Bathtub Reviews are an excuse for me to read modules a little more closely, but I’m doing this as a critique from the perspective of me, playing, and designing modules myself. They’re stream of consciousness and unedited harsh critiques on usually excellent modules. I’m writing them on my phone in the bath.
Aberrant Reflections is a fully illustrated 38 page dungeon module by Direct Sun. It bills itself as a “puzzle dungeon”, and it more than lives up to its name, more closely resembling a dungeon from the Legend of Zelda than any other module I’ve read.
It’s a smart move to pick a gimmick for the whole dungeon, and open with explaining the gimmick to the GM and suggesting how to adjudicate edge cases. An example of an edge case is given from playtesting, which I really liked. I imagine it would be challenging to use a gimmick strong enough to sustain a complete, if small, dungeon.
Aside from that, it opens with a timeline (not strictly necessary, but it’s standard on modules these days), a page of special items and how they can be used, and eight creatures and NPCs. Four of the items are involved in solving puzzles, although you may not discover them all. There’s a jarring moment here where text is purple with no explanation, and it’s purpose gets explained a few pages later.
The symbols and colour coding occur as part of the key and maps, which covers most of the book. Most rooms are one to a page, include art of the room or a map cutout if it’s important to understanding the room, and has text for both the “real” room and the one in the alternate “abberant” universe. I usually don’t like wordy entries, but I forgive it in this case because they’re doubling up on rooms every entry and using art to assist with understanding.
The writing is functional, but has a lot of nice worldbuilding touches such as “Selling the painting will draw the ire of its previous owner— Captain Rosewell of the Martel adventuring company.” I don’t mind the workmanlike writing here, because it’s important to understand the pieces of the puzzle, although I’d love to see the gap being bridged more effectively between great prose and practical puzzle communication.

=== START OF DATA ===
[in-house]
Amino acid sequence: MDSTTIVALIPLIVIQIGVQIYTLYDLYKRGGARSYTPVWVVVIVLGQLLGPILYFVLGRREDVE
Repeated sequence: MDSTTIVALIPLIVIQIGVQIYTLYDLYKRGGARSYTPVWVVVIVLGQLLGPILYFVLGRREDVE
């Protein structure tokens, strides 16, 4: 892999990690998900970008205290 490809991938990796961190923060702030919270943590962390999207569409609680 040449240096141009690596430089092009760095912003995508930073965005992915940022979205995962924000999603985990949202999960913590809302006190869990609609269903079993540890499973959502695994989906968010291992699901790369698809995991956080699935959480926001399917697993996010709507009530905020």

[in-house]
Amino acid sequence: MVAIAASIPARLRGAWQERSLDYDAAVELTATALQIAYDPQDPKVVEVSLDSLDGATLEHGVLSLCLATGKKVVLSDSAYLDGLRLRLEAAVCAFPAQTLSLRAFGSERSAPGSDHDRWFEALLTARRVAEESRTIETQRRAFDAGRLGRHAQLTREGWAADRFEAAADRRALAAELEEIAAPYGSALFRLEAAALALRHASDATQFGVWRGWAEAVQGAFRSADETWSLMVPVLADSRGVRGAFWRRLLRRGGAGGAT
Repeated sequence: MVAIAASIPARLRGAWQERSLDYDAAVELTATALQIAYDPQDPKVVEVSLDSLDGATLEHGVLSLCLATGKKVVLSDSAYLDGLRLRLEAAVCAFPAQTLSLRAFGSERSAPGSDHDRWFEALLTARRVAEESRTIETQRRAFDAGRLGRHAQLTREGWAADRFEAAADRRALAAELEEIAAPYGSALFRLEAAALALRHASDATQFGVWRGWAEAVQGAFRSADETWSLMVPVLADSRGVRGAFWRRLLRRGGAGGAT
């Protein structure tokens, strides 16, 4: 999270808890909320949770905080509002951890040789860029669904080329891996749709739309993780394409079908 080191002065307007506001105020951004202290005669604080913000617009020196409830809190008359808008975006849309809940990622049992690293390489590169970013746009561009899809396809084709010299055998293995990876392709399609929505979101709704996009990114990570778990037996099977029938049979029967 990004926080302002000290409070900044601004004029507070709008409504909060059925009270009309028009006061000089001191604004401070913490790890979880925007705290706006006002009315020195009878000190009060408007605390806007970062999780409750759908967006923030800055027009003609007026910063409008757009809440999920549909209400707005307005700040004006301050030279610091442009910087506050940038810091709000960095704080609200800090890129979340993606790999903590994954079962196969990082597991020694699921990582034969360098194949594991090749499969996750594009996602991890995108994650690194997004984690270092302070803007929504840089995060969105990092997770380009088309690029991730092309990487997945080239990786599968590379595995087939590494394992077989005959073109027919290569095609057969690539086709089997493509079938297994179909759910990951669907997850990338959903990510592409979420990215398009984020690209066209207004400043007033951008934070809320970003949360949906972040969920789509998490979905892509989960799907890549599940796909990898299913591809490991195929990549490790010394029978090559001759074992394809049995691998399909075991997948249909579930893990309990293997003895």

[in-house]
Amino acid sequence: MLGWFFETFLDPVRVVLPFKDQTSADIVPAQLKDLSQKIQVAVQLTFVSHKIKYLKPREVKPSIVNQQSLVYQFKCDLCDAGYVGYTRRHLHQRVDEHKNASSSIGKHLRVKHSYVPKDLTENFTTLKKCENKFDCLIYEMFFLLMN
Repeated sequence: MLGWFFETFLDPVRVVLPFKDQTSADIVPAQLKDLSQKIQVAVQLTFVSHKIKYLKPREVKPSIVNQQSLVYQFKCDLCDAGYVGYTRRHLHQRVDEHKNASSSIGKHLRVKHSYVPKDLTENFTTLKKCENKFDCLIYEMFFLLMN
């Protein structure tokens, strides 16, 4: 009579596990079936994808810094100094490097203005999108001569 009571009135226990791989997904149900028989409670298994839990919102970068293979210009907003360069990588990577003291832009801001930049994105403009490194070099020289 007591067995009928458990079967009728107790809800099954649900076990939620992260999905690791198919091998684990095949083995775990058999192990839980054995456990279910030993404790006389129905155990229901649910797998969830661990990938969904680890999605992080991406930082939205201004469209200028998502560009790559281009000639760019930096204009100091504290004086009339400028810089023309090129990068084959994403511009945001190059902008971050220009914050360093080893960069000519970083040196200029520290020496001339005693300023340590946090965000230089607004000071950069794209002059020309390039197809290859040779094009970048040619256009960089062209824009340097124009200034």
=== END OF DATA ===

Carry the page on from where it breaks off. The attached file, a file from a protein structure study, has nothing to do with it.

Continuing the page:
Layout is consistent and clear. There’s a lot of solid line art here with purple highlights by Del Teigeler Jacob Fleming, Luke Broderick and Kiril Tchangov, all of whom have harmonious styles. Typefacing is readable. None of this is flashy, but it all feels very classic dungeon sensibility while also modernising the messes that were classic dungeons in reality.
The puzzles themselves are very central to the dungeon, and I’d recommend being sure that your friends are keen to solve puzzles. I like them a lot. I don’t think they’re too difficult, they lend themselves to creative solutions, and in the hands of a good GM, they’ll be a great time. There’s also the evil lurking on the other side, placing time pressure on many of the puzzles completion in a satisfying way.
Finally, I like the use of the inside cover pages for wandering monsters and the map of the dungeon. Great for usability and also they’re great quality. The map is annotated, and if you knew the module well you could probably run the adventure from it, and if you don’t it still makes it very easy to find relevant other locations and items. The wandering monsters table includes stat blocks, and includes checklists for encountering the same characters multiple times for different events.
Overall, this is a very solid dungeon, and I’d recommend it for the right group. My criticisms are mainly things holding it back from being great, and I suspect were conscious decisions made for functional and pragmatic reasons that make sense in the context of the module and don’t detract from its usability. It’s easier to criticise my favourite type of middle that reaches for the stars and fail, than this more modest dungeon that nails most of what it attempts.
An excellent dungeon to drop into your campaign.
8th June, 2023